As a full-time businessman, part-time student and a man of religion, Ahmed Bibi has achieved his dream: benefiting the community while also making a profit.
Bibi is a third-year marketing major, devout Muslim and business owner of Sheefa Honey, a company he started after his father brought home a jar of honey from a local beekeeper.
Oblivious to the healing properties of raw honey upon first experience, Bibi quickly realized the potential impact he could have bottling and selling honey jars.
“I met this beekeeper and he introduced me to a basic understanding of how beekeeping goes, the production of honey, and that got me very intrigued,” Bibi said.
Bibi has always had a desire to own a business, but did not initially know what he wanted to produce. His goal has always been to improve his customers’ lives.
“The more I did my research on it, the more I fell in love with it,” Bibi said. “It was a very mesmerizing first-time experience and it started to make me think in terms of business.”
While many companies subject their honey to high temperatures in order to make it flow smoother and aim to maximize profits, Bibi produces raw honey for the natural benefits it provides.
Raw honey contains natural chemicals useful for treating coughs, colds, muscle spasms and insomnia, according to Sheefa Honey’s website. Although more difficult to bottle, raw honey embodies Bibi’s entrepreneurial goals.
“I want to make money, but I want to do something where, at the same time, it’s a benefit for the person who is purchasing this thing from me,” Bibi said.
Bibi has been described as a vocal and eager student. He developed a close relationship with Samuel Broyles, an associate professor of marketing, as the two would often discuss his honey business.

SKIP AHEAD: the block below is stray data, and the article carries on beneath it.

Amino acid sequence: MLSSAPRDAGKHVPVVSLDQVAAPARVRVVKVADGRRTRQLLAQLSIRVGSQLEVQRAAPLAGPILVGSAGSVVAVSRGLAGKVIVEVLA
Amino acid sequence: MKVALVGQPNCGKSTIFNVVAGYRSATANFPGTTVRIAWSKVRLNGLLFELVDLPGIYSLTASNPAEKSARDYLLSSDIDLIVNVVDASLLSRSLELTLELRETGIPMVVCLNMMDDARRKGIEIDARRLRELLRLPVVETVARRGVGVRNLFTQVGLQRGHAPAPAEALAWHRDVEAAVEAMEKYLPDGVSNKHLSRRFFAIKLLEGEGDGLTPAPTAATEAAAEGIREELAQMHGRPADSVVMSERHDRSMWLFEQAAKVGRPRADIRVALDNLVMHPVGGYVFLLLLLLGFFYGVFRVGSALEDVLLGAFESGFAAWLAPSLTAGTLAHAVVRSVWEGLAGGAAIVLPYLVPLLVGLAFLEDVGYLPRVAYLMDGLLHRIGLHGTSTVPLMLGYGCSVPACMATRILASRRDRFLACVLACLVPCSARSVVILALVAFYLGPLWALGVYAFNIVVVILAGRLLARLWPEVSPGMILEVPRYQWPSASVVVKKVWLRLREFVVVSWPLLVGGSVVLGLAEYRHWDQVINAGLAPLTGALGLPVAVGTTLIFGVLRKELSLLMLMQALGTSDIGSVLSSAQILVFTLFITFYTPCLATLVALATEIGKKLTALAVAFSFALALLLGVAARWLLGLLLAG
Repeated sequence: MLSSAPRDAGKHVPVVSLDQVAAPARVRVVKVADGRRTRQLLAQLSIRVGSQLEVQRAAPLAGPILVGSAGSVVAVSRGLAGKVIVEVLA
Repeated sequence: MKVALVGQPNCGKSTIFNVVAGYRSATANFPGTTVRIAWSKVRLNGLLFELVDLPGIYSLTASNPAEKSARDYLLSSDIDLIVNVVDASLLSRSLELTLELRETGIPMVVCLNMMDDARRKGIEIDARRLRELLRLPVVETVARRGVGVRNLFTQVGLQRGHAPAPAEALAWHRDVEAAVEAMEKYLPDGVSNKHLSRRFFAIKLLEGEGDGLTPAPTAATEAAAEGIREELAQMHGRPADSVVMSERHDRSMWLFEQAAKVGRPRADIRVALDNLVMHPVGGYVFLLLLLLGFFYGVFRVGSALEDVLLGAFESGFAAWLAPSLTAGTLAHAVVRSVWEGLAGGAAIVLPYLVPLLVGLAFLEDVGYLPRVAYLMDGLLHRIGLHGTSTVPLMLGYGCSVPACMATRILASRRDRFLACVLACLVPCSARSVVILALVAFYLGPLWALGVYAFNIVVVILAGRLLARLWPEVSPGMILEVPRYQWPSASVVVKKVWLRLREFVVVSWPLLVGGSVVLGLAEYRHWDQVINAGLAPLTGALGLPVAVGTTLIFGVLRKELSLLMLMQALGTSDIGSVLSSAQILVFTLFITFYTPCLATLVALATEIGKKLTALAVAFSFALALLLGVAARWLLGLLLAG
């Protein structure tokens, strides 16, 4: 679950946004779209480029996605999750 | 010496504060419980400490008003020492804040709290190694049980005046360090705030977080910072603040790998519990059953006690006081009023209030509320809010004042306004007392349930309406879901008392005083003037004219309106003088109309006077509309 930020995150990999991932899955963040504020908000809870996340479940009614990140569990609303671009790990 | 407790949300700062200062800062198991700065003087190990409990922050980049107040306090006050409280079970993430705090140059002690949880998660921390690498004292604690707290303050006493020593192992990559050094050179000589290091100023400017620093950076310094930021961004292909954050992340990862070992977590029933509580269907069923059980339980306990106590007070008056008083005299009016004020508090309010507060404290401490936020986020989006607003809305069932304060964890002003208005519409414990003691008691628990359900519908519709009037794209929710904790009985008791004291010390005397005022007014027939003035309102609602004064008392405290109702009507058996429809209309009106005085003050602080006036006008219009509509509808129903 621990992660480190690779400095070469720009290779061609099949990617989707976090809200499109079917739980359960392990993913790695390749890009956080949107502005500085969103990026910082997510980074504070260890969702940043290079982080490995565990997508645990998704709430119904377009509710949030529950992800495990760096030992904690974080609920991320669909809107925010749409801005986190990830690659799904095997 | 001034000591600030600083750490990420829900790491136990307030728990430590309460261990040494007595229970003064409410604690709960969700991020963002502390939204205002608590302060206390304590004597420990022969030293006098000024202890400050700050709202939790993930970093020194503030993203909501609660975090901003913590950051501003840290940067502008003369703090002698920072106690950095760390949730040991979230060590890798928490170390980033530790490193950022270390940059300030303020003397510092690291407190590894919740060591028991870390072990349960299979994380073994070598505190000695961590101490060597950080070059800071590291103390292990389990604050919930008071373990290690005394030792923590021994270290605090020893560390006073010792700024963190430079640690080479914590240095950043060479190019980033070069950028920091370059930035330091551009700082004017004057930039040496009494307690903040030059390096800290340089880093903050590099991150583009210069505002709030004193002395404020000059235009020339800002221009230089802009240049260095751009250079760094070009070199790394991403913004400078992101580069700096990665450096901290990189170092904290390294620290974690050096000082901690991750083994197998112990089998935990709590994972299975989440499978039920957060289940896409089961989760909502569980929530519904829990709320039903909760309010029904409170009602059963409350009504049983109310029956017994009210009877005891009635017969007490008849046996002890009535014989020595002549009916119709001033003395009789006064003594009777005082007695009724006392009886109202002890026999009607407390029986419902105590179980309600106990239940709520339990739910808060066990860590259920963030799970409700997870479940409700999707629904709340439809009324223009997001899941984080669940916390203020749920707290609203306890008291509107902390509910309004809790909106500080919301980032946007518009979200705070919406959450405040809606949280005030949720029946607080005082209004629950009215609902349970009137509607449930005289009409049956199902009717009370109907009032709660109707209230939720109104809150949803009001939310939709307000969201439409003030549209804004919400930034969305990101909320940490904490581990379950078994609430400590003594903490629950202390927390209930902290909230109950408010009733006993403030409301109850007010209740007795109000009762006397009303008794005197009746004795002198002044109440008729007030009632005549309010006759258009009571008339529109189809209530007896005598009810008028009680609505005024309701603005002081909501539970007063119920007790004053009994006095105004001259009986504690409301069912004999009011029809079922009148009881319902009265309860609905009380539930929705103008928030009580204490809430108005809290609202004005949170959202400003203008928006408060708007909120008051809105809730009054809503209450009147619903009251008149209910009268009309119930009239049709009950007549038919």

“I bought a jar online and it was like, ‘Damn, this is good honey!’” Broyles said.
Broyles has acted as an adviser for Bibi on business decisions, such as the division of labor and the design of the honey jar label. Working solely with the help of his family, Bibi contacts local beekeepers, bottles the honey and advertises his product.
While Bibi and Broyles have a close relationship, Bibi shared he had regrettably failed Broyles’ final project and class, but learned from this experience.
“Pay attention to detail because it will cost you, and so I think that definitely was a valuable lesson,” Bibi said.
Despite the grade, Broyles said he is one of Bibi’s most passionate supporters. Broyles said he admires Bibi’s resolve, which is represented by his decision to retake the course and pass with a different professor.
“He is just pure integrity, honesty and (has) willingness to work his butt off to do whatever it takes to succeed, and I value those characteristics,” Broyles said.
Aside from his business and studies, Bibi is a devout Muslim who is involved in CSUF’s Muslim Student Association. Bibi views the association as an area to boost spirituality and religiosity, two qualities he deemed essential.
“Students go through all types of social pressures and family pressure and trying to cope with all the work … you need a moment to take a break and have that spiritual reconnection,” Bibi said.
Bibi’s dedication to Islam is his highest priority, as he said it brings purpose and meaning into his life, providing the foundation for most of his decisions.
“The most important things to me are definitely my faith in God and my religion, which is Islam, of course, and the noble messengers that God has sent for our guidance,” Bibi said.
Along with work, school and clubs, he managed to start a successful company that has been a mainstay at the ASI Farmer’s Markets for the past few years. In addition to this success, Bibi’s company has produced 10 different flavors of honey. But no matter the success or failure of his company, Bibi continues to work for the benefit of the community.
“The two promises with every jar of Sheefa Honey is that it’s 100 percent raw honey local from California,” Bibi said.